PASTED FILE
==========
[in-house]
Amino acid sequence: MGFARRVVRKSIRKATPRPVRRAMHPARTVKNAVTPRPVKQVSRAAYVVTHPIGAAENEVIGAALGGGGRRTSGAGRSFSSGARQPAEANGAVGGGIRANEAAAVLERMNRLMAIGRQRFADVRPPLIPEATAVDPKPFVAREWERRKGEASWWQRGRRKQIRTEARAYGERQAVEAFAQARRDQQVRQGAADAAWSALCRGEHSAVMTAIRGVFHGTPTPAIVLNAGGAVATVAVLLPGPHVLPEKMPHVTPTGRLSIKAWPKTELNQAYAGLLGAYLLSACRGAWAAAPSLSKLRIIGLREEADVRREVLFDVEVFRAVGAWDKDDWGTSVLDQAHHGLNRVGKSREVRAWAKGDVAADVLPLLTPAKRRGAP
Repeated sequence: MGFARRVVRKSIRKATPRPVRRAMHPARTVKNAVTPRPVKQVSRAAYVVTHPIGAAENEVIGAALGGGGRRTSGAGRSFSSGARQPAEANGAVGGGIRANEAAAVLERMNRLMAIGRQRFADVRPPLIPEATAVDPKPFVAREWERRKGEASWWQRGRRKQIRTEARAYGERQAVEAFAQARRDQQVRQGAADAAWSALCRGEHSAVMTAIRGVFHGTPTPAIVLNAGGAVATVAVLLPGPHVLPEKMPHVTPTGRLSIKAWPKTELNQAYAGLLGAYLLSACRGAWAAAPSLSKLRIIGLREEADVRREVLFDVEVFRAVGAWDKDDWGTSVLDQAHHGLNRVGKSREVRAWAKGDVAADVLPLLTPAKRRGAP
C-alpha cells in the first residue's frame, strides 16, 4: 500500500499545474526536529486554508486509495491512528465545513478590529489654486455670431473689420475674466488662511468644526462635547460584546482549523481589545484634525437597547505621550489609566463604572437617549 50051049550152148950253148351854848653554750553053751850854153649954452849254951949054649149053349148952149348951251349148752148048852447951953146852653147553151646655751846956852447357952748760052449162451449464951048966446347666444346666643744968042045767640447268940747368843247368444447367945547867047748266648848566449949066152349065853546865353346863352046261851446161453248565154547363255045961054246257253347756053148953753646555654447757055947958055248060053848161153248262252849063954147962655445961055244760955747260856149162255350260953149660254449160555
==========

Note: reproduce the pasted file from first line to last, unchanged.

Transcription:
[in-house]
Amino acid sequence: MGFARRVVRKSIRKATPRPVRRAMHPARTVKNAVTPRPVKQVSRAAYVVTHPIGAAENEVIGAALGGGGRRTSGAGRSFSSGARQPAEANGAVGGGIRANEAAAVLERMNRLMAIGRQRFADVRPPLIPEATAVDPKPFVAREWERRKGEASWWQRGRRKQIRTEARAYGERQAVEAFAQARRDQQVRQGAADAAWSALCRGEHSAVMTAIRGVFHGTPTPAIVLNAGGAVATVAVLLPGPHVLPEKMPHVTPTGRLSIKAWPKTELNQAYAGLLGAYLLSACRGAWAAAPSLSKLRIIGLREEADVRREVLFDVEVFRAVGAWDKDDWGTSVLDQAHHGLNRVGKSREVRAWAKGDVAADVLPLLTPAKRRGAP
Repeated sequence: MGFARRVVRKSIRKATPRPVRRAMHPARTVKNAVTPRPVKQVSRAAYVVTHPIGAAENEVIGAALGGGGRRTSGAGRSFSSGARQPAEANGAVGGGIRANEAAAVLERMNRLMAIGRQRFADVRPPLIPEATAVDPKPFVAREWERRKGEASWWQRGRRKQIRTEARAYGERQAVEAFAQARRDQQVRQGAADAAWSALCRGEHSAVMTAIRGVFHGTPTPAIVLNAGGAVATVAVLLPGPHVLPEKMPHVTPTGRLSIKAWPKTELNQAYAGLLGAYLLSACRGAWAAAPSLSKLRIIGLREEADVRREVLFDVEVFRAVGAWDKDDWGTSVLDQAHHGLNRVGKSREVRAWAKGDVAADVLPLLTPAKRRGAP
C-alpha cells in the first residue's frame, strides 16, 4: 500500500499545474526536529486554508486509495491512528465545513478590529489654486455670431473689420475674466488662511468644526462635547460584546482549523481589545484634525437597547505621550489609566463604572437617549 50051049550152148950253148351854848653554750553053751850854153649954452849254951949054649149053349148952149348951251349148752148048852447951953146852653147553151646655751846956852447357952748760052449162451449464951048966446347666444346666643744968042045767640447268940747368843247368444447367945547867047748266648848566449949066152349065853546865353346863352046261851446161453248565154547363255045961054246257253347756053148953753646555654447757055947958055248060053848161153248262252849063954147962655445961055244760955747260856149162255350260953149660254449160555